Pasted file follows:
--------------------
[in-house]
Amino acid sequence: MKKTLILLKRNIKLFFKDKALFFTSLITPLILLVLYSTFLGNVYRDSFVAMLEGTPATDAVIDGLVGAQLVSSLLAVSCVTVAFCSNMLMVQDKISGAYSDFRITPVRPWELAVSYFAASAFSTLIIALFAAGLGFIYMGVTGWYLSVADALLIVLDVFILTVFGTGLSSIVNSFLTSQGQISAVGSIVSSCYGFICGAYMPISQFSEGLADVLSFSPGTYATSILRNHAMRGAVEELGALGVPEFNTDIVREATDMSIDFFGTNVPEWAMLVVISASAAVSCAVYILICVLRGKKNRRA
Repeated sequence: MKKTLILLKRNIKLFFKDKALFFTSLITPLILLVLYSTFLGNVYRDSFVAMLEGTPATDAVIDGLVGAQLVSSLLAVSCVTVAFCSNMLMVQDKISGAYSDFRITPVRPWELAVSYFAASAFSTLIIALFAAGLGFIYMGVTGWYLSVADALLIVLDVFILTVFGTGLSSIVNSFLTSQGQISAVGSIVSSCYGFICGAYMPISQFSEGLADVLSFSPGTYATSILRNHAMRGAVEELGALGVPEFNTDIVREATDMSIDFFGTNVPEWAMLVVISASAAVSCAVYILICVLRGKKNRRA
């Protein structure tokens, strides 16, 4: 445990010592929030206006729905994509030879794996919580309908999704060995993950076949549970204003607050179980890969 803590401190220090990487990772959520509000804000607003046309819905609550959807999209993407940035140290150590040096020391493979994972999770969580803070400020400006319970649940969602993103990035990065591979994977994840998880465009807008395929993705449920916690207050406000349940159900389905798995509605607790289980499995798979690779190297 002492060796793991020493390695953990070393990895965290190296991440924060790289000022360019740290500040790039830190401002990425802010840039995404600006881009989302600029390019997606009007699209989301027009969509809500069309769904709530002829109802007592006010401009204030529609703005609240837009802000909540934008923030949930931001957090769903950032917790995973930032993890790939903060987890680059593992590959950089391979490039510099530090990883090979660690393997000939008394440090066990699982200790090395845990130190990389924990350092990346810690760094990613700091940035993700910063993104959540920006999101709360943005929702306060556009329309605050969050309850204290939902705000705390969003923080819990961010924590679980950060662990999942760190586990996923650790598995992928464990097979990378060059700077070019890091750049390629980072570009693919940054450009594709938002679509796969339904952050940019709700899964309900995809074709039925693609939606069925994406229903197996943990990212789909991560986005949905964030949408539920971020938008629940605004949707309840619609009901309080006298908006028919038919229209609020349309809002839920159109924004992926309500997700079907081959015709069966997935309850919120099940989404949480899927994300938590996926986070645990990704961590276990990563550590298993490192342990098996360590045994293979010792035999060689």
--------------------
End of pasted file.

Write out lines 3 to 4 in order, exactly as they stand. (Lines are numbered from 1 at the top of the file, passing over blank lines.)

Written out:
Repeated sequence: MKKTLILLKRNIKLFFKDKALFFTSLITPLILLVLYSTFLGNVYRDSFVAMLEGTPATDAVIDGLVGAQLVSSLLAVSCVTVAFCSNMLMVQDKISGAYSDFRITPVRPWELAVSYFAASAFSTLIIALFAAGLGFIYMGVTGWYLSVADALLIVLDVFILTVFGTGLSSIVNSFLTSQGQISAVGSIVSSCYGFICGAYMPISQFSEGLADVLSFSPGTYATSILRNHAMRGAVEELGALGVPEFNTDIVREATDMSIDFFGTNVPEWAMLVVISASAAVSCAVYILICVLRGKKNRRA
């Protein structure tokens, strides 16, 4: 445990010592929030206006729905994509030879794996919580309908999704060995993950076949549970204003607050179980890969 803590401190220090990487990772959520509000804000607003046309819905609550959807999209993407940035140290150590040096020391493979994972999770969580803070400020400006319970649940969602993103990035990065591979994977994840998880465009807008395929993705449920916690207050406000349940159900389905798995509605607790289980499995798979690779190297 002492060796793991020493390695953990070393990895965290190296991440924060790289000022360019740290500040790039830190401002990425802010840039995404600006881009989302600029390019997606009007699209989301027009969509809500069309769904709530002829109802007592006010401009204030529609703005609240837009802000909540934008923030949930931001957090769903950032917790995973930032993890790939903060987890680059593992590959950089391979490039510099530090990883090979660690393997000939008394440090066990699982200790090395845990130190990389924990350092990346810690760094990613700091940035993700910063993104959540920006999101709360943005929702306060556009329309605050969050309850204290939902705000705390969003923080819990961010924590679980950060662990999942760190586990996923650790598995992928464990097979990378060059700077070019890091750049390629980072570009693919940054450009594709938002679509796969339904952050940019709700899964309900995809074709039925693609939606069925994406229903197996943990990212789909991560986005949905964030949408539920971020938008629940605004949707309840619609009901309080006298908006028919038919229209609020349309809002839920159109924004992926309500997700079907081959015709069966997935309850919120099940989404949480899927994300938590996926986070645990990704961590276990990563550590298993490192342990098996360590045994293979010792035999060689």